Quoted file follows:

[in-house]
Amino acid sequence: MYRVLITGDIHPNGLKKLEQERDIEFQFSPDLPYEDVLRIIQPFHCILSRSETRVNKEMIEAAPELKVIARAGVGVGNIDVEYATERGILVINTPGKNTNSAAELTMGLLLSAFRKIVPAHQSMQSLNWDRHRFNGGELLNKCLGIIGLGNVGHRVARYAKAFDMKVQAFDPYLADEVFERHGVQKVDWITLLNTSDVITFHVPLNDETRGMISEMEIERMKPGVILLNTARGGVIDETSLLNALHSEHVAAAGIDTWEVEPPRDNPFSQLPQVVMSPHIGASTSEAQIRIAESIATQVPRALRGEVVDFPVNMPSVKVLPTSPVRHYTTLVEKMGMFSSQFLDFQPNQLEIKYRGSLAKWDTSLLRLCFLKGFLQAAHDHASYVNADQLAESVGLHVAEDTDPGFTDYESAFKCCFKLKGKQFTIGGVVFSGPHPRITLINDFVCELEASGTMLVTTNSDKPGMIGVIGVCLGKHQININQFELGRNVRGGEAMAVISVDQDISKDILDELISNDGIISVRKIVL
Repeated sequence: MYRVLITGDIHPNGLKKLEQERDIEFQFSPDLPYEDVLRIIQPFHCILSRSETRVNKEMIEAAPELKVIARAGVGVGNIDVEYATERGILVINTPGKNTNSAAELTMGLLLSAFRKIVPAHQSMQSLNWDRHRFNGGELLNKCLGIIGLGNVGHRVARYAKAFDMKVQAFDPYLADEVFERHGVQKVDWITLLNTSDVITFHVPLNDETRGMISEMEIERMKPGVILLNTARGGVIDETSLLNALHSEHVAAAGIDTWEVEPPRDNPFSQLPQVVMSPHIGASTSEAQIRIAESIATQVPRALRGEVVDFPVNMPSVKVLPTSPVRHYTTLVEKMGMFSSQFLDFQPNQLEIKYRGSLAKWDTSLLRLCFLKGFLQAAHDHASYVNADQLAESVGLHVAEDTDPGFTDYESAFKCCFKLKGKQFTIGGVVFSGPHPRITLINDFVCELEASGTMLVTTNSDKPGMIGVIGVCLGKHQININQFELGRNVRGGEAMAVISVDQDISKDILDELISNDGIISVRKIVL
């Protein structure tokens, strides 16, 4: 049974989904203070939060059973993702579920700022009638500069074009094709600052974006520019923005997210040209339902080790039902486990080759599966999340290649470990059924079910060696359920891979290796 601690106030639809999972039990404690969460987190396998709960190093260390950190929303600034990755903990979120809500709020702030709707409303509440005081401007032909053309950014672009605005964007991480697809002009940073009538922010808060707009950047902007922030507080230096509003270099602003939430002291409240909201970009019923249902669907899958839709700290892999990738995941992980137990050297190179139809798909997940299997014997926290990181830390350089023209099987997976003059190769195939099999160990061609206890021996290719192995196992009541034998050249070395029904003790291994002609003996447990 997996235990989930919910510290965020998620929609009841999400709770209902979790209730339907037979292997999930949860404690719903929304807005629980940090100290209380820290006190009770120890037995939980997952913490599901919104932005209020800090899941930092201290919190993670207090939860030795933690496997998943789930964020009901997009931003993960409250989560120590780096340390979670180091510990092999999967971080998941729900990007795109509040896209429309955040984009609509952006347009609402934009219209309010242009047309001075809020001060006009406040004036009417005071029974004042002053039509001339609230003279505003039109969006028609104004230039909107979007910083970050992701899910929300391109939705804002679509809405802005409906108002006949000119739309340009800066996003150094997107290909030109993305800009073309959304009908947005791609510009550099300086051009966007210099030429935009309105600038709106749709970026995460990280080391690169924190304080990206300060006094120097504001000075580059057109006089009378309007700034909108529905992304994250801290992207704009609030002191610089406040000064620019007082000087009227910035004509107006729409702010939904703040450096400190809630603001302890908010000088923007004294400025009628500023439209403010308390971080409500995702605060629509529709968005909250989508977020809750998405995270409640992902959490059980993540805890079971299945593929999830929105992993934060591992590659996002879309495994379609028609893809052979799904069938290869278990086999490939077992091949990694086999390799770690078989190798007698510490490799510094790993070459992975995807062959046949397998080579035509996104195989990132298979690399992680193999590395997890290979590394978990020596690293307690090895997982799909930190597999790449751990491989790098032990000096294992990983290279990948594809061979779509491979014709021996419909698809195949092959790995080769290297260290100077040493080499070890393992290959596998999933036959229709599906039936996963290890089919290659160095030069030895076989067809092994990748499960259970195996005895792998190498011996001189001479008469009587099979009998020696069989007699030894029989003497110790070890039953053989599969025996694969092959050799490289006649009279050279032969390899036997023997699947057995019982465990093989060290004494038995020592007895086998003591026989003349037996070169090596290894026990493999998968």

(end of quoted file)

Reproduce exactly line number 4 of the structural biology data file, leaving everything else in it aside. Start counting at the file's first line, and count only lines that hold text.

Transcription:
């Protein structure tokens, strides 16, 4: 049974989904203070939060059973993702579920700022009638500069074009094709600052974006520019923005997210040209339902080790039902486990080759599966999340290649470990059924079910060696359920891979290796 601690106030639809999972039990404690969460987190396998709960190093260390950190929303600034990755903990979120809500709020702030709707409303509440005081401007032909053309950014672009605005964007991480697809002009940073009538922010808060707009950047902007922030507080230096509003270099602003939430002291409240909201970009019923249902669907899958839709700290892999990738995941992980137990050297190179139809798909997940299997014997926290990181830390350089023209099987997976003059190769195939099999160990061609206890021996290719192995196992009541034998050249070395029904003790291994002609003996447990 997996235990989930919910510290965020998620929609009841999400709770209902979790209730339907037979292997999930949860404690719903929304807005629980940090100290209380820290006190009770120890037995939980997952913490599901919104932005209020800090899941930092201290919190993670207090939860030795933690496997998943789930964020009901997009931003993960409250989560120590780096340390979670180091510990092999999967971080998941729900990007795109509040896209429309955040984009609509952006347009609402934009219209309010242009047309001075809020001060006009406040004036009417005071029974004042002053039509001339609230003279505003039109969006028609104004230039909107979007910083970050992701899910929300391109939705804002679509809405802005409906108002006949000119739309340009800066996003150094997107290909030109993305800009073309959304009908947005791609510009550099300086051009966007210099030429935009309105600038709106749709970026995460990280080391690169924190304080990206300060006094120097504001000075580059057109006089009378309007700034909108529905992304994250801290992207704009609030002191610089406040000064620019007082000087009227910035004509107006729409702010939904703040450096400190809630603001302890908010000088923007004294400025009628500023439209403010308390971080409500995702605060629509529709968005909250989508977020809750998405995270409640992902959490059980993540805890079971299945593929999830929105992993934060591992590659996002879309495994379609028609893809052979799904069938290869278990086999490939077992091949990694086999390799770690078989190798007698510490490799510094790993070459992975995807062959046949397998080579035509996104195989990132298979690399992680193999590395997890290979590394978990020596690293307690090895997982799909930190597999790449751990491989790098032990000096294992990983290279990948594809061979779509491979014709021996419909698809195949092959790995080769290297260290100077040493080499070890393992290959596998999933036959229709599906039936996963290890089919290659160095030069030895076989067809092994990748499960259970195996005895792998190498011996001189001479008469009587099979009998020696069989007699030894029989003497110790070890039953053989599969025996694969092959050799490289006649009279050279032969390899036997023997699947057995019982465990093989060290004494038995020592007895086998003591026989003349037996070169090596290894026990493999998968």